Making Macerated Oils

by Penny Price May 10, 2020 3 min read

Making Macerated Oils

Macerated oils are vegetable oils to which other matter, such as herbs, have been added. The base oils commonly used are Olive or Sunflower and the process is quite simple. The verb to macerate comes from Latin macerat- ‘made soft, soaked’. In today's terms it is to make soft by steeping in a liquid. To get the oil-soluble elements, including the volatile molecules, the colour etc from plants that don’t give us EOs. To use herbs and plants we grow in our gardens for use topically or as salad dressings. To help use up any amounts of fixed carriers that may be leftover from ordering in large quantities.

Arnica oil (Arnica Montana)

The flowers of this alpine plant are macerated in organic sunflower to give a macerated oil. It is beneficial to the circulatory system and can be used for angina, tired hearts and coronary artery disease. It is best known for its ability to help bruising and pain. Arnica can be used on its own or mixed with other carrier oil and essential oils. The oil will keep for 2 years in a cool, dark place.

Calendula oil (Calendula officinalis)

Macerating the calendula flowers in sunflower oil produces this carrier oil as the flower heads contain too little essential oil to make distillation commercially viable. Calendula oil is anti-inflammatory, anti-spasmodic and wound healing. It can be used on bedsores, bruises, ulcers, wounds and varicose veins, It is also effective on eczema, dermatitis, rashes and cracked skin.

Hypericum oil (Hypericum perforatum)

Hypericum flower buds are macerated in olive oil to produce rich red oil. Hypericum oil is anti-inflammatory, particularly to inflamed nerves, making it useful for treating neuralgia, sciatica and fibrositis. It is also useful on wounds with nerve tissue damage and is effective on sprains, burns and bruises.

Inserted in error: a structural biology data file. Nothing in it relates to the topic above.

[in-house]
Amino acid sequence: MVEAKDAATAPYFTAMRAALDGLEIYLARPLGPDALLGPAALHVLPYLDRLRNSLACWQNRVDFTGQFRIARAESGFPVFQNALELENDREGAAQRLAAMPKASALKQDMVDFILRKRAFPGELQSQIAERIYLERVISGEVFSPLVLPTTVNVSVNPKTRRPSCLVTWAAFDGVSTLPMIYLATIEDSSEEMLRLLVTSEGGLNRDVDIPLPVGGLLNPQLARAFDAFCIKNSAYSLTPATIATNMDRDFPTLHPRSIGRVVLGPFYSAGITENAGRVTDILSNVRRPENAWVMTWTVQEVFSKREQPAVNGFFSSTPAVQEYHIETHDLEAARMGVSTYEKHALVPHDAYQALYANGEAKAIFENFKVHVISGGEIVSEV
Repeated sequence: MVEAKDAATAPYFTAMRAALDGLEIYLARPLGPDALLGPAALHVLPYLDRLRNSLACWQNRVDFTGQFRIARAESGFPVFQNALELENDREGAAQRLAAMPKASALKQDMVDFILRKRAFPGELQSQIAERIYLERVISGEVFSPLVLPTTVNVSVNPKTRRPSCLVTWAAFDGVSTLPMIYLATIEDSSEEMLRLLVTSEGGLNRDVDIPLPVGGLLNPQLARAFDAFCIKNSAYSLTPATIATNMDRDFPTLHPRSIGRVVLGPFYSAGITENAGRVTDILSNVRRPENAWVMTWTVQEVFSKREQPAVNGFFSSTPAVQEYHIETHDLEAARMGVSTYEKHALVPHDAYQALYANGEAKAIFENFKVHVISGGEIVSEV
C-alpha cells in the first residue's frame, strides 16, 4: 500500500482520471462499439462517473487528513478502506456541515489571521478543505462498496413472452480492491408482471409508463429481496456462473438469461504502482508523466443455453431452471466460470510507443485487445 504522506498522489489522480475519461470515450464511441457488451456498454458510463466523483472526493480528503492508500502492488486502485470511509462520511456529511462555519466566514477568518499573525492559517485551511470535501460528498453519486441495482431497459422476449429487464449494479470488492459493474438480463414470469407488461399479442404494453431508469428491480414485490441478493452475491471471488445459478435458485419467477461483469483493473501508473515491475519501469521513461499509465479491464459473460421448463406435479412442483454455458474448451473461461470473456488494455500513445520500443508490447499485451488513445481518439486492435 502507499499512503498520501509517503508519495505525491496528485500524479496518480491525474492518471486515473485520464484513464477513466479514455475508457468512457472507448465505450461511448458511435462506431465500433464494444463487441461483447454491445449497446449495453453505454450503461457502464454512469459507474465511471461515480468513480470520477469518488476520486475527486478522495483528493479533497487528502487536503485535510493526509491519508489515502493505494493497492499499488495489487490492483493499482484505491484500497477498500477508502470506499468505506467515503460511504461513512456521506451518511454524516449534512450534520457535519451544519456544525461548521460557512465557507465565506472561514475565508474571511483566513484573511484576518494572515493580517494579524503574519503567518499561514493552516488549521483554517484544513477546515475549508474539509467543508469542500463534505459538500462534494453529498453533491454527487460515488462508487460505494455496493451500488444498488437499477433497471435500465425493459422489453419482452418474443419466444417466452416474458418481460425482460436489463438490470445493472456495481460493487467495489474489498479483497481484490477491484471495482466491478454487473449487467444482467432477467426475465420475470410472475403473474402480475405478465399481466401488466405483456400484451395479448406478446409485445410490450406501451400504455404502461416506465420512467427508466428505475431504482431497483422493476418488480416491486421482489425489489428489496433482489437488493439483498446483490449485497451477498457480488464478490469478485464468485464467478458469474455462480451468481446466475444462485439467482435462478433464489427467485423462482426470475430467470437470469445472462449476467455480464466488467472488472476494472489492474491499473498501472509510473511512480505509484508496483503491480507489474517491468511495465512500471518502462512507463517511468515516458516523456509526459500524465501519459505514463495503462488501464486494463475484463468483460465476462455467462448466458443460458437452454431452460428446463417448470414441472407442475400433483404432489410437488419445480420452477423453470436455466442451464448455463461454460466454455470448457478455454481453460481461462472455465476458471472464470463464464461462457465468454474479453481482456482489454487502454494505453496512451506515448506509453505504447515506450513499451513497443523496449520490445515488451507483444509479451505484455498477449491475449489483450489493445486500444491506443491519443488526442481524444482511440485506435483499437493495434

Dried lavender flowers are macerated in grapeseed oil makes a good massage oil, grapeseed is a good massage base and lavender will help with musical aches and pains. Lavender is calming helps with headaches and benefits eczema and acne. Dries Lavender flowers macerate in coconut oil makes a great oil for adding to skincare or used on its own.


Rosebuds macerated in a mix of grapeseed or jojoba. Rose has a pleasant fragrance and is beneficial for the skin and Helps to nourish and regenerate the macerated oil can be also used as ingredient in skincare.


Step 1

The raw material is picked and chopped up which breaks the plant cells releasing the lipophilic molecules (including essential oil compounds).The drier the raw plant material the better

Step 2

This material is put into a base fixed carrier oil and into an airtight container. (Kilner jars are ideal for this) Add 5% wheatgerm to help preserve the oil.

Step 3

This container is then stored in a warm place (traditionally sunny) so windowsills are ideal and frequently stirred for up to three weeks. The sunshine will gently heat the oil and extract many of the plant’s properties.

Step 4

After about 3 weeks you can then strain off and filter the oil. Then put into a fresh jar and label. The oil-soluble elements from the plant material including colour and essential oil compounds are now in the fixed oil base and have created a ready blended massage oil.

Most macerated oils will last up to 2 years if kept airtight. These oils can be used like any other carrier oil when strained i.e. added to creams or used as bath oils/ applied topically.


Penny Price
Penny Price

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